If you’ve ever noticed an ache around the outside of your elbow that just doesn’t seem to go away, you might be experiencing a condition commonly known as tennis elbow. Once it starts, this type of injury can affect your strength and function in your arm. So, if you’re feeling that ache and haven’t done anything about it, now might be the time.
Despite its name, this condition rarely affects tennis players.
It’s most common in sports and occupations that require repetitive movements – think computer work, climbing, heavy labor jobs, etc. Tennis elbow is a form of a tendinopathy – affecting the tendons of the forearm muscles – classically called tendonitis. The tendons undergo a degenerative process as a result of highly repetitive stresses. This process causes: increased blood to flow to the area; collagen creating cells; and ground substance. This cascade of changes can lead to pain and discomfort in the area – as well as poorly formed tendon structure which is then vulnerable to further injury.
Due to the nature of the injury, and the general inability to stop activities that aggravate the condition, it can take from a few months to up to two years for the tendon to fully recover and for pain to subside. It is possible for the condition to subside on its own, but there are steps you can take to decrease the duration of the symptoms.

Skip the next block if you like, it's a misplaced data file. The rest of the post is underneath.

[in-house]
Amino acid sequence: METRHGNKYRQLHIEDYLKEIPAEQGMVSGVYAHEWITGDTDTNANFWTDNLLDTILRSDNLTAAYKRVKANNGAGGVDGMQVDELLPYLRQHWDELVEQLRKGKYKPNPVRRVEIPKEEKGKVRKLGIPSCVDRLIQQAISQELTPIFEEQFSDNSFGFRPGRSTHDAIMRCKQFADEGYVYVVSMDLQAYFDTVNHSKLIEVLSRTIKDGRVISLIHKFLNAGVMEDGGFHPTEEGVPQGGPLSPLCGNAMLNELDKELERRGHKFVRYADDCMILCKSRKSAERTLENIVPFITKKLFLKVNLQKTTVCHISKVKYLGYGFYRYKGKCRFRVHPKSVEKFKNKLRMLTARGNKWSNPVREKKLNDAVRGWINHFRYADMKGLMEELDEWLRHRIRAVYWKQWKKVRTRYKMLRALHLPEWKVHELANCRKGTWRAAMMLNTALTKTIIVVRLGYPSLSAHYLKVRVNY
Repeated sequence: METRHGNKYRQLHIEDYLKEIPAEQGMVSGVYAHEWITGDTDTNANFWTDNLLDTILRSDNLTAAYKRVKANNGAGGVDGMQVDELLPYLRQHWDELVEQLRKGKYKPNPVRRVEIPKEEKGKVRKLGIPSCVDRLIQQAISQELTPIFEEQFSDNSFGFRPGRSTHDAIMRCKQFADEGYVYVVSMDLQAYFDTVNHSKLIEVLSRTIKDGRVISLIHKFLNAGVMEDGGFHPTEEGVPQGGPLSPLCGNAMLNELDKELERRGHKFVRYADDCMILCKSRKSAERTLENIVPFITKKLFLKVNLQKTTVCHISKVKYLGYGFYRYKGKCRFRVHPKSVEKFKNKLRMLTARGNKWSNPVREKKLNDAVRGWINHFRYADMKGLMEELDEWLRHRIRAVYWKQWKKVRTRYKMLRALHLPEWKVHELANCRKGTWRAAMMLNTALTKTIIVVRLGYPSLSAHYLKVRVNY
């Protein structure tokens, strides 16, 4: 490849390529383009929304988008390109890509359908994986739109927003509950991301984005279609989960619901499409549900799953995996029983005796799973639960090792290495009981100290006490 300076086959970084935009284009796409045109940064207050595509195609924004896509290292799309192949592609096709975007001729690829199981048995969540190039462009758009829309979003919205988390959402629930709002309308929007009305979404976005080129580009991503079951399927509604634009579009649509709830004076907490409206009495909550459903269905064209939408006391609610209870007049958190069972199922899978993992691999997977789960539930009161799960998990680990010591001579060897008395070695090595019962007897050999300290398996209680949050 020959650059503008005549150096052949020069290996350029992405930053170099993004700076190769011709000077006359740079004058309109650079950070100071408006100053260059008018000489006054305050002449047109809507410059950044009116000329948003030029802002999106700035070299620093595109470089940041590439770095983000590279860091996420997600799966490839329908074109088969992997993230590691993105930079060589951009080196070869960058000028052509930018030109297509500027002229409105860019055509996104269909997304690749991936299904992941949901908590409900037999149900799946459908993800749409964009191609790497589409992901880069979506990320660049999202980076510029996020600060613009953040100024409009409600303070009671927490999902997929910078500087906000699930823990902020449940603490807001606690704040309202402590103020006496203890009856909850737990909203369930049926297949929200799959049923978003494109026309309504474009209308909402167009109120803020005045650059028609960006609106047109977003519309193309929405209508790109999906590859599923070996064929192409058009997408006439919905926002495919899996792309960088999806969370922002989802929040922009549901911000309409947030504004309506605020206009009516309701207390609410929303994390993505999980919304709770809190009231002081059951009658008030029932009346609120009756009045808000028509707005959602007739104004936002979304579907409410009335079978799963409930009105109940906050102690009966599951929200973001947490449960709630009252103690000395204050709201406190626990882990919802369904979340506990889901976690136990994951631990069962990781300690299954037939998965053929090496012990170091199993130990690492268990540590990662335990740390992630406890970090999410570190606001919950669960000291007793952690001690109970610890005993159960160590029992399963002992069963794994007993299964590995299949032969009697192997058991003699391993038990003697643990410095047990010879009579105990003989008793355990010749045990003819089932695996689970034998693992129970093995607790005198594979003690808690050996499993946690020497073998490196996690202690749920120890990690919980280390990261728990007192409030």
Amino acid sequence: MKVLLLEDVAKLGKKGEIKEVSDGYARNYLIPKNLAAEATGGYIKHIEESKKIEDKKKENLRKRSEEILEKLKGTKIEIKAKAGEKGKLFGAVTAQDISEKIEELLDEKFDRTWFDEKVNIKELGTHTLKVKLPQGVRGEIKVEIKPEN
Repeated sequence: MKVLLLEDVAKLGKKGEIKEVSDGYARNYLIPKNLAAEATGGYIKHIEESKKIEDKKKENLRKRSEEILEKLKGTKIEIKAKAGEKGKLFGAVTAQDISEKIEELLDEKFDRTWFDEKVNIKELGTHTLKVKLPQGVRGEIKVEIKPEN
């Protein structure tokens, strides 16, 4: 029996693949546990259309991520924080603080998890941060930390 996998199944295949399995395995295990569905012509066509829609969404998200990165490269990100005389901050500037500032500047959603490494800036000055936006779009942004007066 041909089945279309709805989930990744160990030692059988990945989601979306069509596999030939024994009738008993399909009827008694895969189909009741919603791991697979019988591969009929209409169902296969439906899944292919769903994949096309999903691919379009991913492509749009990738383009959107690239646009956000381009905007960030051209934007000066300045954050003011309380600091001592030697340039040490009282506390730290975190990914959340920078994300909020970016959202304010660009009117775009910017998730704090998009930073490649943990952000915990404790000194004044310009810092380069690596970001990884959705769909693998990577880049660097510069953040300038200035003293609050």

Treatments for this condition vary greatly from surgery at the most extreme end, and to wait-and-see on the other, with everything in between. At Balanced we focus on rehabilitating the tendon through gradual loading of the tissue to reorganize collagen; and soft tissue work to relax overactive muscles; and education to empower our patients to heal quicker. We generally recommend avoiding bracing, cortisone shots, and surgery. By optimizing the environment for the tissue to heal, our patients often obtain quicker results and are able to return to normal activity and reach their goals within a more predictable time frame.
Bryan Esherick PT,DPT